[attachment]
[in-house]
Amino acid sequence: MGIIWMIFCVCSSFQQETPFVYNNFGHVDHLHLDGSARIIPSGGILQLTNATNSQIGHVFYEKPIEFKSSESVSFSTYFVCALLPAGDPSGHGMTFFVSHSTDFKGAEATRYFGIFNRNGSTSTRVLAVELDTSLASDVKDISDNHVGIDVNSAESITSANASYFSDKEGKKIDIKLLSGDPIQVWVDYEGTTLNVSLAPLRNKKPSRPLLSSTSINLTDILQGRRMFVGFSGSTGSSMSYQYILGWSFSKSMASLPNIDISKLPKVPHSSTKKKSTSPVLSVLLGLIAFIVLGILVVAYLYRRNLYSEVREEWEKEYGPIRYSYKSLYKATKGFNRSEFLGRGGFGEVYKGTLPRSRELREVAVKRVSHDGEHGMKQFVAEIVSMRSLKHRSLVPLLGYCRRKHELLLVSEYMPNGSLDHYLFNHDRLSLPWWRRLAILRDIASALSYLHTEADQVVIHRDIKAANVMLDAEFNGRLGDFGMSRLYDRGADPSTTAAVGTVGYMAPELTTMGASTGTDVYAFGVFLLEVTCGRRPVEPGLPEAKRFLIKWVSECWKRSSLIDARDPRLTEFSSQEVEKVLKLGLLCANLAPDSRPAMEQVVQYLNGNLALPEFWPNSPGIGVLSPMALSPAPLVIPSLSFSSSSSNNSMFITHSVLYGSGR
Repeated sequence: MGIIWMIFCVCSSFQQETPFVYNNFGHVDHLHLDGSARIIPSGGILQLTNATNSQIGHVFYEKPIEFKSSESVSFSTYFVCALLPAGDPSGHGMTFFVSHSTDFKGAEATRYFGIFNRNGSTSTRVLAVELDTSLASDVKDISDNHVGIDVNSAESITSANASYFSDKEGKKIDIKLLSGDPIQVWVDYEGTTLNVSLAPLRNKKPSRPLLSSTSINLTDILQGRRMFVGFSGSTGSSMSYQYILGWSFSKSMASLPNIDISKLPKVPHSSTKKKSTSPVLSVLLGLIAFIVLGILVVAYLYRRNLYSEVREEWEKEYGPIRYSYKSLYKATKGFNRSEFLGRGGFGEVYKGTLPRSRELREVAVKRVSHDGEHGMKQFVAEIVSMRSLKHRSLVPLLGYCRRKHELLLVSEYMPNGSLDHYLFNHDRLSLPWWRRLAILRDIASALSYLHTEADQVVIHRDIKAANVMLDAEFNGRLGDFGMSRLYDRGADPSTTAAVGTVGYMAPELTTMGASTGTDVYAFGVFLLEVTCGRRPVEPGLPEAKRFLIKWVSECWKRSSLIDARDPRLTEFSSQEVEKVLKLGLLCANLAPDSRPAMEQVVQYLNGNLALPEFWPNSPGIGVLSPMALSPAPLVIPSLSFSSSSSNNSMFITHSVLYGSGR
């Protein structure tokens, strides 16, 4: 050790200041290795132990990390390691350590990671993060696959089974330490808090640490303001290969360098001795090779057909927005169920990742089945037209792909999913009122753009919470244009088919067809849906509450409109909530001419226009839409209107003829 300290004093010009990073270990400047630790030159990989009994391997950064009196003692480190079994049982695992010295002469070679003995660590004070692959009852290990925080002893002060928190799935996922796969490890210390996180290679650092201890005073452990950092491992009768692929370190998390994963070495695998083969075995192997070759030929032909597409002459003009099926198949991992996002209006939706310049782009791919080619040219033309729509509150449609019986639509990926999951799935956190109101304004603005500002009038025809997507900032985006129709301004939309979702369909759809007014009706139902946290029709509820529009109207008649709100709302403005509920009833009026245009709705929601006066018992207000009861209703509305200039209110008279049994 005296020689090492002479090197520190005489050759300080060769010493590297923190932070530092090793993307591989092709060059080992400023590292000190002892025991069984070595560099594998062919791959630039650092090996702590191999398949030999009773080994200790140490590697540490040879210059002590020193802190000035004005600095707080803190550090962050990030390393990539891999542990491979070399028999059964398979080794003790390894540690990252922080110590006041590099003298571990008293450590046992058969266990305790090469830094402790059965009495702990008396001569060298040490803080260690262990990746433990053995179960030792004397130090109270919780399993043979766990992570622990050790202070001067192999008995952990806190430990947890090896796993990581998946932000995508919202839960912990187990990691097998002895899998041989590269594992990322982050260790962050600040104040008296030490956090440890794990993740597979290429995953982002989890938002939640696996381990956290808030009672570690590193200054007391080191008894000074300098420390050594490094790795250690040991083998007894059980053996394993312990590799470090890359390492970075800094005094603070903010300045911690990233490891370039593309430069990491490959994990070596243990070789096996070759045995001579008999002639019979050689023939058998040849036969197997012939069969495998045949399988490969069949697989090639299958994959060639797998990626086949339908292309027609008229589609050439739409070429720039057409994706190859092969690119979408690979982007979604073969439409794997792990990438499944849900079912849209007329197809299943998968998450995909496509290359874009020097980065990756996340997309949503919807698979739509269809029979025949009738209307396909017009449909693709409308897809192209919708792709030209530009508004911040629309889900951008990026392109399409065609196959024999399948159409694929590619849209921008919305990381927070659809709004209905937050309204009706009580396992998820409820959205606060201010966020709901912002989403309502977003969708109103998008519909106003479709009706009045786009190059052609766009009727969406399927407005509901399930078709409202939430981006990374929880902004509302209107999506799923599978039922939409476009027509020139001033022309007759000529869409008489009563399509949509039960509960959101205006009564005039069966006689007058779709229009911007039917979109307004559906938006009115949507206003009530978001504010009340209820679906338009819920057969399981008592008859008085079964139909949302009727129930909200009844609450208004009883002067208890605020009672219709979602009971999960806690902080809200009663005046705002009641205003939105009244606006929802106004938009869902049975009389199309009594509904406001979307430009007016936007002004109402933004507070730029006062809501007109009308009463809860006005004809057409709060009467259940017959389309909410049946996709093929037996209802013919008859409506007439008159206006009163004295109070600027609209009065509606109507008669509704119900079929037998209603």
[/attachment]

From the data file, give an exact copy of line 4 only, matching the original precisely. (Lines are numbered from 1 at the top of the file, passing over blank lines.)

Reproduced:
């Protein structure tokens, strides 16, 4: 050790200041290795132990990390390691350590990671993060696959089974330490808090640490303001290969360098001795090779057909927005169920990742089945037209792909999913009122753009919470244009088919067809849906509450409109909530001419226009839409209107003829 300290004093010009990073270990400047630790030159990989009994391997950064009196003692480190079994049982695992010295002469070679003995660590004070692959009852290990925080002893002060928190799935996922796969490890210390996180290679650092201890005073452990950092491992009768692929370190998390994963070495695998083969075995192997070759030929032909597409002459003009099926198949991992996002209006939706310049782009791919080619040219033309729509509150449609019986639509990926999951799935956190109101304004603005500002009038025809997507900032985006129709301004939309979702369909759809007014009706139902946290029709509820529009109207008649709100709302403005509920009833009026245009709705929601006066018992207000009861209703509305200039209110008279049994 005296020689090492002479090197520190005489050759300080060769010493590297923190932070530092090793993307591989092709060059080992400023590292000190002892025991069984070595560099594998062919791959630039650092090996702590191999398949030999009773080994200790140490590697540490040879210059002590020193802190000035004005600095707080803190550090962050990030390393990539891999542990491979070399028999059964398979080794003790390894540690990252922080110590006041590099003298571990008293450590046992058969266990305790090469830094402790059965009495702990008396001569060298040490803080260690262990990746433990053995179960030792004397130090109270919780399993043979766990992570622990050790202070001067192999008995952990806190430990947890090896796993990581998946932000995508919202839960912990187990990691097998002895899998041989590269594992990322982050260790962050600040104040008296030490956090440890794990993740597979290429995953982002989890938002939640696996381990956290808030009672570690590193200054007391080191008894000074300098420390050594490094790795250690040991083998007894059980053996394993312990590799470090890359390492970075800094005094603070903010300045911690990233490891370039593309430069990491490959994990070596243990070789096996070759045995001579008999002639019979050689023939058998040849036969197997012939069969495998045949399988490969069949697989090639299958994959060639797998990626086949339908292309027609008229589609050439739409070429720039057409994706190859092969690119979408690979982007979604073969439409794997792990990438499944849900079912849209007329197809299943998968998450995909496509290359874009020097980065990756996340997309949503919807698979739509269809029979025949009738209307396909017009449909693709409308897809192209919708792709030209530009508004911040629309889900951008990026392109399409065609196959024999399948159409694929590619849209921008919305990381927070659809709004209905937050309204009706009580396992998820409820959205606060201010966020709901912002989403309502977003969708109103998008519909106003479709009706009045786009190059052609766009009727969406399927407005509901399930078709409202939430981006990374929880902004509302209107999506799923599978039922939409476009027509020139001033022309007759000529869409008489009563399509949509039960509960959101205006009564005039069966006689007058779709229009911007039917979109307004559906938006009115949507206003009530978001504010009340209820679906338009819920057969399981008592008859008085079964139909949302009727129930909200009844609450208004009883002067208890605020009672219709979602009971999960806690902080809200009663005046705002009641205003939105009244606006929802106004938009869902049975009389199309009594509904406001979307430009007016936007002004109402933004507070730029006062809501007109009308009463809860006005004809057409709060009467259940017959389309909410049946996709093929037996209802013919008859409506007439008159206006009163004295109070600027609209009065509606109507008669509704119900079929037998209603």